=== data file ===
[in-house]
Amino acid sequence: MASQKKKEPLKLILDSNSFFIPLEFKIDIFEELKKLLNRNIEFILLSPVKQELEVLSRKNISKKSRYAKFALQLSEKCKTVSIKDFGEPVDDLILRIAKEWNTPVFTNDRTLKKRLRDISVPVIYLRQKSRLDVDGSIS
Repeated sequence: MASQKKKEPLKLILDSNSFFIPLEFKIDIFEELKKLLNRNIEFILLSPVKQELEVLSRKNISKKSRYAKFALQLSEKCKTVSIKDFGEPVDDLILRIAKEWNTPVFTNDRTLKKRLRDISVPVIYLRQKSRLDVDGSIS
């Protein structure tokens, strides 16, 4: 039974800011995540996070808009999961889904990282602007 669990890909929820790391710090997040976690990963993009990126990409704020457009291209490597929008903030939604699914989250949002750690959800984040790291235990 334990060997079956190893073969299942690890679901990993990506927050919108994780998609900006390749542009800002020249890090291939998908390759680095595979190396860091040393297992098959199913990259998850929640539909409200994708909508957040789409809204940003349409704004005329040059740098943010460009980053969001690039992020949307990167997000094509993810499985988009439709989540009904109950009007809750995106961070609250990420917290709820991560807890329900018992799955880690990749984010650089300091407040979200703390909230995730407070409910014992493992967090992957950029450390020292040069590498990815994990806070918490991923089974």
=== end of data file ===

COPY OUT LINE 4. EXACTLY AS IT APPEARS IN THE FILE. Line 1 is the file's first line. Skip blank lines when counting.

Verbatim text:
């Protein structure tokens, strides 16, 4: 039974800011995540996070808009999961889904990282602007 669990890909929820790391710090997040976690990963993009990126990409704020457009291209490597929008903030939604699914989250949002750690959800984040790291235990 334990060997079956190893073969299942690890679901990993990506927050919108994780998609900006390749542009800002020249890090291939998908390759680095595979190396860091040393297992098959199913990259998850929640539909409200994708909508957040789409809204940003349409704004005329040059740098943010460009980053969001690039992020949307990167997000094509993810499985988009439709989540009904109950009007809750995106961070609250990420917290709820991560807890329900018992799955880690990749984010650089300091407040979200703390909230995730407070409910014992493992967090992957950029450390020292040069590498990815994990806070918490991923089974």